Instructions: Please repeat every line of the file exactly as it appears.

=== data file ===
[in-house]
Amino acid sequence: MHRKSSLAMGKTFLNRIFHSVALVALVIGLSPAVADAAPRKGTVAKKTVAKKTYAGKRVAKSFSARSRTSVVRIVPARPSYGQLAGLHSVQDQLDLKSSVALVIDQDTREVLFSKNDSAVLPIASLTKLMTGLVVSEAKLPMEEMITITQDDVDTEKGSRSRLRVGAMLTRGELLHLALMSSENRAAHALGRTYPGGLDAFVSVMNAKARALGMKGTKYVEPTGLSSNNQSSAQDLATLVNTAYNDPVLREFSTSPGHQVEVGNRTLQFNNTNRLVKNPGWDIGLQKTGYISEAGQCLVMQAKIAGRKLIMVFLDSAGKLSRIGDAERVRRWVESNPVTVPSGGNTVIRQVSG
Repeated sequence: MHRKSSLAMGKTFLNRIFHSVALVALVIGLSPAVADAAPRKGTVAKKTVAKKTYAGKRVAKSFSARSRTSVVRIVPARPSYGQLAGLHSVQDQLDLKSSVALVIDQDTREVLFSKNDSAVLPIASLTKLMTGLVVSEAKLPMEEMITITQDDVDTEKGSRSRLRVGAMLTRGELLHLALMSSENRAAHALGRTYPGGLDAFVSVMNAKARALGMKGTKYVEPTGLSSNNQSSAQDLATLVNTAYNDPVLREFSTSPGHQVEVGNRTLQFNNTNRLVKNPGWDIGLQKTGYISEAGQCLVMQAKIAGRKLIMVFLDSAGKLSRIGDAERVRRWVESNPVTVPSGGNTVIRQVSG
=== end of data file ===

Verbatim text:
[in-house]
Amino acid sequence: MHRKSSLAMGKTFLNRIFHSVALVALVIGLSPAVADAAPRKGTVAKKTVAKKTYAGKRVAKSFSARSRTSVVRIVPARPSYGQLAGLHSVQDQLDLKSSVALVIDQDTREVLFSKNDSAVLPIASLTKLMTGLVVSEAKLPMEEMITITQDDVDTEKGSRSRLRVGAMLTRGELLHLALMSSENRAAHALGRTYPGGLDAFVSVMNAKARALGMKGTKYVEPTGLSSNNQSSAQDLATLVNTAYNDPVLREFSTSPGHQVEVGNRTLQFNNTNRLVKNPGWDIGLQKTGYISEAGQCLVMQAKIAGRKLIMVFLDSAGKLSRIGDAERVRRWVESNPVTVPSGGNTVIRQVSG
Repeated sequence: MHRKSSLAMGKTFLNRIFHSVALVALVIGLSPAVADAAPRKGTVAKKTVAKKTYAGKRVAKSFSARSRTSVVRIVPARPSYGQLAGLHSVQDQLDLKSSVALVIDQDTREVLFSKNDSAVLPIASLTKLMTGLVVSEAKLPMEEMITITQDDVDTEKGSRSRLRVGAMLTRGELLHLALMSSENRAAHALGRTYPGGLDAFVSVMNAKARALGMKGTKYVEPTGLSSNNQSSAQDLATLVNTAYNDPVLREFSTSPGHQVEVGNRTLQFNNTNRLVKNPGWDIGLQKTGYISEAGQCLVMQAKIAGRKLIMVFLDSAGKLSRIGDAERVRRWVESNPVTVPSGGNTVIRQVSG